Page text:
Law and Norms: Empirical Evidence
Tom Lane () and
No 2019-08, Discussion Papers from The Centre for Decision Research and Experimental Economics, School of Economics, University of Nottingham
A large theoretical literature argues laws exert a causal effect on norms. This paper is the first to provide a clean empirical test of the proposition. Using an incentivized vignette experiment, we directly measure social norms relating to actions subject to legal thresholds. Results from three samples with around 800 subjects drawn from universities in the UK and China, and the UK general population, show laws often, but not always, influence norms. The strength of the effect varies across different scenarios, with some evidence that it is more powerful when law-breaking is more likely to be intentional and accurately measurable.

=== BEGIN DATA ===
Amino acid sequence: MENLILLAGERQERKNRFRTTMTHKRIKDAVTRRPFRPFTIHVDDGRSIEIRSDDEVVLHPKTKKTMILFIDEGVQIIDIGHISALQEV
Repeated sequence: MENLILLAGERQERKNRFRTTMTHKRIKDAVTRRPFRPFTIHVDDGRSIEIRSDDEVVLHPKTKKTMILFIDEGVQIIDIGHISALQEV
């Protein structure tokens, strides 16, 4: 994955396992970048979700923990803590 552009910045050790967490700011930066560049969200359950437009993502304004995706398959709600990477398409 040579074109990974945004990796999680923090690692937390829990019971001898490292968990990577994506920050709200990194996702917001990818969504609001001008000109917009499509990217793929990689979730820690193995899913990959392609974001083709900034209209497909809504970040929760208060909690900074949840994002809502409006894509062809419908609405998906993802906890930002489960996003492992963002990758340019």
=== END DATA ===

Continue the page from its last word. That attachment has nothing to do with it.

Keywords: Social Norms; Law; Expressive Function of Law (search for similar items in EconPapers)
New Economics Papers: this item is included in nep-cna, nep-evo, nep-exp and nep-law
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Working Paper: Law and Norms: Empirical Evidence (2021)
Working Paper: Law and Norms: Empirical Evidence (2020)
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Persistent link: https://EconPapers.repec.org/RePEc:not:notcdx:2019-08
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